Playtime on Ice: Perth’s Stick and Puck Initiative

We delve into the Town of Perth’s Stick & Puck initiative, an innovative new ice-skating program for this Ontario town’s youth. Special thanks to Cathy McNally, Director of Community Services, for offering us an inside look!

The Town of Perth introduced Stick & Puck for youth 12 and under. Could you tell us more about this great new opportunity?

When we get open ice time that would work well for elementary-school-aged schedules, we offer a free skate for kids who are 12 and under. This is a free, open skate where kids can come on the ice with their gear, and have an hour of free skate time where they can shoot the puck, stick handle and play a pick-up game if numbers allow.

This isn’t a programmed skate; rather, it’s an opportunity for kids to skate and use the ice time in the way they wish.

What was the inspiration behind initiating this program? Were there specific community needs or challenges that motivated its creation?

Last winter, I saw the stick and puck in action at the Morrisburg Arena in South Dundas, Ontario. I watched as a dozen kids and a few parents used the hour to play casually on the ice. Whether they were seasoned hockey players or new to the sport, it was great to see the chance for kids to have this free play time. Some kids were working on their shot while others were racing down the ice to practice stickhandling. With such over-scheduled lives, it was really refreshing to watch kids just…play.

I then was inspired to introduce the same concept to our community.

Our Community Services team at the Town of Perth wants to ensure that all our residents have opportunities to use our facilities and, as a result, we explored different programming that are accessible, and this program felt like the perfect fit.

In terms of community response, what kind of feedback or reactions have you received? Can you provide some insights into how the community has embraced or responded to the program?

We have had an amazing response. We have local businesses who have sponsored the hour so that it supports this initiative. Those sponsorship opportunities filled up in one day.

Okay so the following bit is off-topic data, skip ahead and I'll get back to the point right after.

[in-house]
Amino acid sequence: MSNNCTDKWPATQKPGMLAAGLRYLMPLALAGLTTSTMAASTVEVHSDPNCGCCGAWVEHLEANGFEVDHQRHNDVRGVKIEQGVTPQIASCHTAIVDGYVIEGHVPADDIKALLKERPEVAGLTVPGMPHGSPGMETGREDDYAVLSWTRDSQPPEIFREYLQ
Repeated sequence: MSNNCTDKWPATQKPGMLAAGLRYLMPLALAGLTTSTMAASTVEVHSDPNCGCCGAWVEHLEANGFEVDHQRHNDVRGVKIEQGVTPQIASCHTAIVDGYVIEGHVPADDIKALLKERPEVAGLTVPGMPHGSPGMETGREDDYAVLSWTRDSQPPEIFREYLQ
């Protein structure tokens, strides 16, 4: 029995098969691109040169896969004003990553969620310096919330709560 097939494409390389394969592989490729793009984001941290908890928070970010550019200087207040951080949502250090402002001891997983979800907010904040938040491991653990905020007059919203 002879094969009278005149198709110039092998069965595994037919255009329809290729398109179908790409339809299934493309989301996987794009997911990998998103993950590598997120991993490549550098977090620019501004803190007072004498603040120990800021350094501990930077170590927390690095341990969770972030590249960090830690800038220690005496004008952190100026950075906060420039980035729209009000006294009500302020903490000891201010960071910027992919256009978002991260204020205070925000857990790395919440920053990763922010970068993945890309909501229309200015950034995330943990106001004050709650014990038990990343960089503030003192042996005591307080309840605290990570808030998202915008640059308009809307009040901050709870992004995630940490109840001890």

When we promote it on our social media feeds, the outreach is huge as we have many followers sharing the post and expressing their gratitude for this opportunity.

We have had 15-21 kids show up to every stick and puck, and as a new program, we’re really happy with the result.

I’m curious about the impact your program has had so far. Additionally, do you see the program as feasible for continued implementation?

The more we can promote and offer free programming and opportunities for youth to participate in sport, the better.

The Town wants to demonstrate our support for youth to participate in activities, and this is a small way we can use our existing facility to do so.

We’ll continue to offer stick and puck in the future while also exploring other ice times, including low-sensory public skates hours, which will include low lights and no music.

For individuals or groups considering implementing a similar activity, do you have recommendations or insights to share based on your experience?

My biggest piece of advice is to plan out expectations for both staff and the users.

Our team had a planning session prior to its launch. We talked about logistics for our arena staff who would be on site during the stick and puck hour. We had one staff member out on the ice for the first session to help give guidance on expectations for that hour on the ice.

We also outlined that youth need full gear to come out, which we felt was important for safety purposes and eliminated having to police equipment. We set the age limit to 12 so that it reduced any intimidation for younger skaters to come out on the ice.

Lastly, we continue to promote it more than one time, so that busy families can put it in their calendars and be reminded of it leading up to actual day.

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